Customized News Alerts from the Gray Lady

The New York Times is now offering free, customized news alerts when articles that match your interest are published in the newspaper.

The new service, operating for little over a week now, is similar to those offered by other major news providers, such as CNN, MSNBC, Yahoo News, and others.

The Times News Tracker is available in several locations in the online version of the newspaper. On the homepage and section fronts, the right top corner of the page provides links to create or manage alerts. Pre-built alerts are also attached to individual articles, appearing on the middle-right of the page.

To see if a pre-built alert will satisfy your needs, simply click on the subject link. This is the same as performing a search using the keywords for the subject. If you like the results, simply click the "create" button next to the link.

This brings up a form that lets you customize the alert, adding additional topics, narrowing your topics using additional keywords and phrases, and limiting alerts to stories that cover at least one topic or all topic you've selected.

You can also create more sophisticated alerts using the News Tracker page. This page uses forms to let you enter keywords and not only limit by "any" or "all" words, but specify their location: anywhere in an article, or in the headline or byline only. You can also exclude specific words or phrases, or limit the alert to specific sections of the newspaper.

If you are interested in news about a specific company, the Times recommends using the company stock symbol.

Once you've created an alert, you can click a link to review the results, and further refine your parameters as needed.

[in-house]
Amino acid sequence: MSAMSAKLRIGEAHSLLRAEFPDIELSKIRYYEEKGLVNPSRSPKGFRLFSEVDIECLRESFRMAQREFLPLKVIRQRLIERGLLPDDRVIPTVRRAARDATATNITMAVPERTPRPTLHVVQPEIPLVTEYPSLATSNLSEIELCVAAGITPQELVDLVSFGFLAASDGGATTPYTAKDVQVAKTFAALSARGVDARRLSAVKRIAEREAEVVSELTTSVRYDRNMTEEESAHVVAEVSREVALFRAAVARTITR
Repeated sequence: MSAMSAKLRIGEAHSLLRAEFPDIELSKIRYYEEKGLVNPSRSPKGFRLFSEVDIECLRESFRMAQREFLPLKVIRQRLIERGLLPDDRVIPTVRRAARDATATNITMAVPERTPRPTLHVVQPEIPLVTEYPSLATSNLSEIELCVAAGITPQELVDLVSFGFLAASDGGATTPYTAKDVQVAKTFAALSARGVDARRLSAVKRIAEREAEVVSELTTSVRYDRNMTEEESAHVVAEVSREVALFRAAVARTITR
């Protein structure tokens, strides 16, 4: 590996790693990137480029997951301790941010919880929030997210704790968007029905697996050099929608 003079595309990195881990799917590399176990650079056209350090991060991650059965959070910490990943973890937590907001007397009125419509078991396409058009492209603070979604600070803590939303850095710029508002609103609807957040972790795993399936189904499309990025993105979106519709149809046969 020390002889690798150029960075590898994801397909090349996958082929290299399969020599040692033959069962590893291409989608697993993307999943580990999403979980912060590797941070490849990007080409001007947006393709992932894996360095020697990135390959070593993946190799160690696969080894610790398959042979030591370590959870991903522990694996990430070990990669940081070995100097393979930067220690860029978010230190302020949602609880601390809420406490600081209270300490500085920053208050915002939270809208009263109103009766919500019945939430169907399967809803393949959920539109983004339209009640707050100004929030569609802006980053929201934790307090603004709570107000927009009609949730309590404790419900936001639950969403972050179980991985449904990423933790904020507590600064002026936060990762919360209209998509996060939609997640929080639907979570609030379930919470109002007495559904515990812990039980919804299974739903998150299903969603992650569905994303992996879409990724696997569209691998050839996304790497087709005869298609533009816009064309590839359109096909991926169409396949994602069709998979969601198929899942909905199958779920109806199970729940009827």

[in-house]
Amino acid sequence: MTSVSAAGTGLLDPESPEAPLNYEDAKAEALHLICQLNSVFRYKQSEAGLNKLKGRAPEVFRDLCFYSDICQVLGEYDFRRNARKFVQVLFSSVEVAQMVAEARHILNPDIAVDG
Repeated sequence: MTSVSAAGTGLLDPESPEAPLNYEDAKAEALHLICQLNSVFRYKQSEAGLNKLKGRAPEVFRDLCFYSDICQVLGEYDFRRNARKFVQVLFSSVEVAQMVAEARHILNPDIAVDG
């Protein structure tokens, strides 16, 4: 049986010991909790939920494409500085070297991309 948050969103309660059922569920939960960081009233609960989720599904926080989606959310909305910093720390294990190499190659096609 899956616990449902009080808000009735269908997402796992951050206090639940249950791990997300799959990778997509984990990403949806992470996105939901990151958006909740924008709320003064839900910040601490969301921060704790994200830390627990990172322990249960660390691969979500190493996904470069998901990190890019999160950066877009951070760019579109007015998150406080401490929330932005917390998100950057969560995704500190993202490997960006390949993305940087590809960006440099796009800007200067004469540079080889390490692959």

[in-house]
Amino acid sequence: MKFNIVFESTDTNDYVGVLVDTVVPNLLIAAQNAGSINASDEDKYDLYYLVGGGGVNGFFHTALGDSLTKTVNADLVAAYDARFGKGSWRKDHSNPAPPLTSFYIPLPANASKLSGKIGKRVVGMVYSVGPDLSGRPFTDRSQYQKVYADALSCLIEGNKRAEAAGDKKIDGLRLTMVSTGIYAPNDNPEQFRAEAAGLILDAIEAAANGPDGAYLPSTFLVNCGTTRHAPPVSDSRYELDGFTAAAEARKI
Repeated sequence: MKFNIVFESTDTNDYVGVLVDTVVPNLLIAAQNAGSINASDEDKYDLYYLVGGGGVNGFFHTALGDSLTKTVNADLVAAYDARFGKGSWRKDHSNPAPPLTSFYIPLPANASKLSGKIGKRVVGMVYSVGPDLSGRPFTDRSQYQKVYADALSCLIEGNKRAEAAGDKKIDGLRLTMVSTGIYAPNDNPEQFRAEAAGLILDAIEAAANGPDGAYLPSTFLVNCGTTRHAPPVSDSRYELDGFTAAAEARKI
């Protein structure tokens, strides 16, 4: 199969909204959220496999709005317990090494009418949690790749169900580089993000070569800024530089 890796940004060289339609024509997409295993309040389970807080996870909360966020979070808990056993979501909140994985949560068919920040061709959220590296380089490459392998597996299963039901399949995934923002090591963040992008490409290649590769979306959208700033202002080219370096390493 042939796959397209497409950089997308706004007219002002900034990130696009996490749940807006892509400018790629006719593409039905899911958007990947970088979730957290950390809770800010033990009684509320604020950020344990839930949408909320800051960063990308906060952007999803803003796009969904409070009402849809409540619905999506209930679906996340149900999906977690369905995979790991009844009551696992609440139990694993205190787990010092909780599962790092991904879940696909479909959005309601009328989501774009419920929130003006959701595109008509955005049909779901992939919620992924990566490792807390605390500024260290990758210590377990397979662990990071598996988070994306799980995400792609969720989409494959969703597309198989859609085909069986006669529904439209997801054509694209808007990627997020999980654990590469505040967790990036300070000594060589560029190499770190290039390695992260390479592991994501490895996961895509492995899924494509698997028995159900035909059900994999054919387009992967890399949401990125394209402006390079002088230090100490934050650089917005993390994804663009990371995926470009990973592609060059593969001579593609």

When satisfied with your results, set the delivery schedule. This can be any time the news topic is matched, a daily digest in the mornings, afternoons, evenings or nights, or a weekly digest.

You can sign up for up to three alerts on different subjects. A control panel allows you to edit, turn off, or delete each alert individually.

If you're a fan of the New York times, the new News Tracker Alerts are definitely worth a look.

New York Times News Tracker Alerts
http://www.nytimes.com/mem/tnt.html
Use this link to get up to three free alerts. Registration (also free) is required to access the New York Times web site.

NYTD Unveils Free News Alerts
http://www.internetnews.com/IAR/article/0,,12_993391,00.html
More about the News Alerts service, including speculation that the free service may be the first steps toward creating an enhanced subscription based service.

Yahoo Adds Search Features

Yahoo has introduced several new Search features, including expert picks and "cool site" results, the availability of PDF files, and file type markers.

"Cool sites" selected by Yahoo editors and marked with sunglasses have long been a hallmark of the directory. Now they're available in search results as well.

Yahoo editors are now listing PDF files in the directory, in addition to what has traditionally been just a home page or several key subpages for an entire web site. These are labeled with a red (PDF) symbol immediately to the right of a title, and appear both in directory listings and search results.

Finally, Yahoo now identifies file types from its Google-powered index with the addition of a simple marker to denote Word, Excel, PDF or other file types.

Yahoo continues to use a smaller subset of the complete Google index. "The size of the Google index that we use remains the same, however, we have decided to make some of the features more visible in order to continue improving Yahoo's search and directory services for consumers," said Yahoo spokesperson Diana Lee.

Yahoo
http://www.yahoo.com

Search Headlines

NOTE: Article links often change. In case of a bad link, use the publication's search facility, which most have, and search for the headline.

About the author

Chris Sherman is a frequent contributor to several information industry journals. He's written several books, including The McGraw-Hill CD ROM Handbook and The Invisible Web: Uncovering Information Sources Search Engines Can't See, co-authored with Gary Price. Chris has written about search and search engines since 1994, when he developed online searching tutorials for several clients. From 1998 to 2001, he was About.com's Web Search Guide.